Pool patio designed by Natalie O Design with multi-colored bricks painted by Louisville artist Matt McDole.
If a design project can be summed up in a single thought, then “Transforming a Cape Cod in the heart of America: how a well-traveled, growing family renovated a Midwest home using a European essentials-only living approach” is an excellent summary of the recent creative undertaking by Natalie Officer and Julie Metzinger, Design Partners at Louisville-based Natalie O Design.
“Transition is often the catalyst to call upon design,” Natalie Officer noted. “The life that informs the need is walking through a migration into or out of a life season, and as designers, we usher through the bumpy unknown terrain of the process. Our hope is that the space lands them softly and comfortably in something familiar enough to cushion the ‘new’ of it.”
As they entered a new phase of their lives, these Natalie O clients put their complete trust in the firm. “For this family, multiple transitions happening at one time collided, and the extent of the trust in our relationship was the true joy of this outcome,” Officer revealed. “Still newlywed enough to keep a foot in that category, building a family home, readying your current nest for sale and the arrival of twin boys. It was a bit magical to pull off.”
In a recent conversation, Natalie and Julie discussed their design objectives for this home and the inherent joyfulness they experienced along the way.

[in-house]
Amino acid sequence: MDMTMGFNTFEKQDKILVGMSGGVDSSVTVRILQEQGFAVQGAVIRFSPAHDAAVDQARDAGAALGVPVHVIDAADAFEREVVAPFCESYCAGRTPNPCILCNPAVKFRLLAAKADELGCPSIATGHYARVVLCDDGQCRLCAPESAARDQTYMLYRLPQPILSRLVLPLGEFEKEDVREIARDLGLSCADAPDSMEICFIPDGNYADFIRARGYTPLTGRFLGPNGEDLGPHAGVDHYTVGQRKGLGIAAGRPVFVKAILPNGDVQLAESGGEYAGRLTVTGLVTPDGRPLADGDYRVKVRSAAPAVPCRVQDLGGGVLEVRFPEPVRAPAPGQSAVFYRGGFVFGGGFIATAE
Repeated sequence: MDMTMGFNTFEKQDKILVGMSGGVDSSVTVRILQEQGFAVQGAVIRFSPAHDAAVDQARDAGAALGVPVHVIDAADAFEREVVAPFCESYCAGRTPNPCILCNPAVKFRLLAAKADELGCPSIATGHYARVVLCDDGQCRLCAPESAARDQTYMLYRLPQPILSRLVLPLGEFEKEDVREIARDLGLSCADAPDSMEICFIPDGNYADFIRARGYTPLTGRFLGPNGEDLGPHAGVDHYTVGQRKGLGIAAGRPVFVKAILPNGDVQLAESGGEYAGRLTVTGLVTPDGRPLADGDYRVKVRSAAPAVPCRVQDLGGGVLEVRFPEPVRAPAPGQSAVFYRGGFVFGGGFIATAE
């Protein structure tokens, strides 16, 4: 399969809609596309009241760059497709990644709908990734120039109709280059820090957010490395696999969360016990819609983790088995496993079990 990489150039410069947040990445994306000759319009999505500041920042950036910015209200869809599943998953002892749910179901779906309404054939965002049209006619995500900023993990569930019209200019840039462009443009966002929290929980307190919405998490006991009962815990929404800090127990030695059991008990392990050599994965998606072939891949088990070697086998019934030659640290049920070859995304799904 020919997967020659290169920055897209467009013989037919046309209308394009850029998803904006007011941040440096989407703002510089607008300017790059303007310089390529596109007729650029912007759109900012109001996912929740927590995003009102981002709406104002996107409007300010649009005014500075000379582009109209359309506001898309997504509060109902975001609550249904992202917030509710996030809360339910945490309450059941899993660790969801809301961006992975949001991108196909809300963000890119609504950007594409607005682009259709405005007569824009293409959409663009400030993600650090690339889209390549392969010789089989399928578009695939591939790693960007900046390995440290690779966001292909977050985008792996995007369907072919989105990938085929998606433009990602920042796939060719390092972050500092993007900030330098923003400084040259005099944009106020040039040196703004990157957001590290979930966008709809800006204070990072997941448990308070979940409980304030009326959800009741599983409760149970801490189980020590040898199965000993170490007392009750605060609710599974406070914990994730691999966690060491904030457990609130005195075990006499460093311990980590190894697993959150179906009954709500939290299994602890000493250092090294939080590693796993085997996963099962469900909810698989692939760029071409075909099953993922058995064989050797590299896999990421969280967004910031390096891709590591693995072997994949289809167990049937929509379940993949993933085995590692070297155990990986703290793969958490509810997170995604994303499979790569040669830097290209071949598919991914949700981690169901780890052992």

Moe’s Libby Dining Chairs surround a custom dining table by David Searfoss. Art by Brent Dedas.
Gwen Donovan: How did you begin the restoration process of this mid-century Cape?
Natalie Officer: At first we were tasked with scanning all of Louisville for potential – the right site to build a family home. Then we worked alongside the selected architect, another mother, planning a home while simultaneously sharing what elements would be required in raising twin boys – a new concept for them! From that first meeting to our final touches in the home, every decision reflected the couple: an easy sense of loose luxury that’s flexible, resilient and playful. The home is organic yet controlled in its customization, from the Waterworks fixtures to the iron handrail, each piece was crafted with a purpose: room for growth. Design was never sacrificed in this family home, with fine modern art and custom mohair upholstery resting adjacent to toy cars and blocks.
Gwen: How do you determine what a client ultimately wants and needs in their finished space?
Natalie: Our creed is to really listen to them, really hear how they live.
Julie Metzinger: Often Natalie has described it as doing a deep dive or an archival dig into people’s lives—who they are, what represents them well, and I think COVID was tough for us because we’re tactile people. We touch, we feel, we experience, and (due to COVID) that was hard to do. So even adding clients to your client list and getting to know people without being in their home and really seeing how they live, and who sleeps on what side of the bed, and how do your store your clothes, and what does your life look like on a daily basis. If you can’t know your client at that level, you’re not going to design well for them. The conversation and the listening and the learning about the client is as important as what colors make you dance.
Natalie: I ask questions like ‘What would scare you in your home? What would create alarm to you?’ And I ask those questions because you don’t want to go down a path where you suggest a zebra stripe and they had a high school teacher who only wore zebra. Or we’ve been known to put traffic signs in people’s homes, not a lot, once or twice, [and then you find out] they had a terrible car accident. You really have to know all the things…or at least get to a place where they’re willing to push back if something doesn’t feel right. A lot of designers just completely plow people and it’s why it’s intimidating to people, it’s not client-driven.
A Gubi copper pendant hangs above a butcherblock island in the kitchen.
Gwen: How did the fact that this was a growing family influence the design of this project?